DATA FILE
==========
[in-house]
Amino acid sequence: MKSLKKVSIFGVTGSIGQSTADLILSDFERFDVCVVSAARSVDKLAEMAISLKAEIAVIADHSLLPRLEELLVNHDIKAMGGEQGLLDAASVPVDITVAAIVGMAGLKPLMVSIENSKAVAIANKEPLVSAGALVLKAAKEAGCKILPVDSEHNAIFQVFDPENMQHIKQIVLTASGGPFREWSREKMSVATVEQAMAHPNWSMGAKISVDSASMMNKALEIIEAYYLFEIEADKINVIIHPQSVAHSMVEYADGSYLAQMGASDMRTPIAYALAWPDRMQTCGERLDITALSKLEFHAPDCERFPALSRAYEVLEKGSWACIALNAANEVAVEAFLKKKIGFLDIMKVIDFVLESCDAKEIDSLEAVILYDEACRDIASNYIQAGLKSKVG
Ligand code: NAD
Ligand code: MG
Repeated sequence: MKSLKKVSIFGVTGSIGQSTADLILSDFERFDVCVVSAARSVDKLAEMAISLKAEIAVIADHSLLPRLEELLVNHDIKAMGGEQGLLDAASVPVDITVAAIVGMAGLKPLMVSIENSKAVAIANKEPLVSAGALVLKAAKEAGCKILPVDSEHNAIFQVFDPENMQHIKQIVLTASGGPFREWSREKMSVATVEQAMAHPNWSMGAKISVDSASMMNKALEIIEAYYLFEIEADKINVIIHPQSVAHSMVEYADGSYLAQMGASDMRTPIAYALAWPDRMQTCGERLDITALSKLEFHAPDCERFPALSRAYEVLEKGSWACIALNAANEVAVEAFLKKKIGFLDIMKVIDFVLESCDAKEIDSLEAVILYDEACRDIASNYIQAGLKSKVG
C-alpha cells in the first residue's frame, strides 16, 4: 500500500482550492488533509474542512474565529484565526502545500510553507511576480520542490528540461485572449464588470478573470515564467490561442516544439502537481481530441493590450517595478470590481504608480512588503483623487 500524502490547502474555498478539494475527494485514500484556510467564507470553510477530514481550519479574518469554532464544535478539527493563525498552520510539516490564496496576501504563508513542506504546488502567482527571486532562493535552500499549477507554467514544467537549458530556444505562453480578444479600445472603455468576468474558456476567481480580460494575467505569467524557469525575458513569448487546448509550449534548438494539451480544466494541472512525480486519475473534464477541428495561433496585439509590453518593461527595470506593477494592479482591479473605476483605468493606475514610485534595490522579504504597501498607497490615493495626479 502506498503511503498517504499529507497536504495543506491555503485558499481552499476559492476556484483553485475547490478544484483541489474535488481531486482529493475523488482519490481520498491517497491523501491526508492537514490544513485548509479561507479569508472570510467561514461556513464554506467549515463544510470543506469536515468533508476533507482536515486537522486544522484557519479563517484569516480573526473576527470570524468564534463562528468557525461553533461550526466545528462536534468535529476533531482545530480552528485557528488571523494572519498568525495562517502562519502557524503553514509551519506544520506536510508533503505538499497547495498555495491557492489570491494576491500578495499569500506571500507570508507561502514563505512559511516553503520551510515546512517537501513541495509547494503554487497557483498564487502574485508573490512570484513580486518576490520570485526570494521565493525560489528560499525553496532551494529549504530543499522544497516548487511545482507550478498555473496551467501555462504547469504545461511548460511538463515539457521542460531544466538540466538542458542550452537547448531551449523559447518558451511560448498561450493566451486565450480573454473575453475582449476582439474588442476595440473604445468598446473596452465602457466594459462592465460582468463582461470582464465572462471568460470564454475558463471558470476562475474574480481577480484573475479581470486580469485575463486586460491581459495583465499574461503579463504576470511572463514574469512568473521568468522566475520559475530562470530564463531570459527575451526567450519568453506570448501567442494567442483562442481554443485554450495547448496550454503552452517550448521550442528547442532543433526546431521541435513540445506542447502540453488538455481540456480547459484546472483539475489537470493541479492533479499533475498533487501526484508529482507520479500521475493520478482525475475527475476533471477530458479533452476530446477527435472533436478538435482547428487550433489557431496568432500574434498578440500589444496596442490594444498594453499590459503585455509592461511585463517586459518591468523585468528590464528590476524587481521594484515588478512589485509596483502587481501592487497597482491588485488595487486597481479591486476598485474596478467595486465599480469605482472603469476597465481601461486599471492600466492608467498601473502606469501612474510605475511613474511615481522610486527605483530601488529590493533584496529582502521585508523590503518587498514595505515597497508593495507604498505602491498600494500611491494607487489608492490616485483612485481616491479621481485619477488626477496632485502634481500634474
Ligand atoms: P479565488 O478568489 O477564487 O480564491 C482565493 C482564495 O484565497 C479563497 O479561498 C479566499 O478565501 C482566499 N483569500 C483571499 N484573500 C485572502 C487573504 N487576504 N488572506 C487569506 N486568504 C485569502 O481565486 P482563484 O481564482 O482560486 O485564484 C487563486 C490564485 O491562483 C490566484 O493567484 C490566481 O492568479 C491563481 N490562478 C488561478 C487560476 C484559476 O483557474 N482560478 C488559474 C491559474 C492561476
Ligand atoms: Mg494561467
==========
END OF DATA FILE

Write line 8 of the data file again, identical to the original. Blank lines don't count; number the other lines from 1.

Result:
Ligand atoms: Mg494561467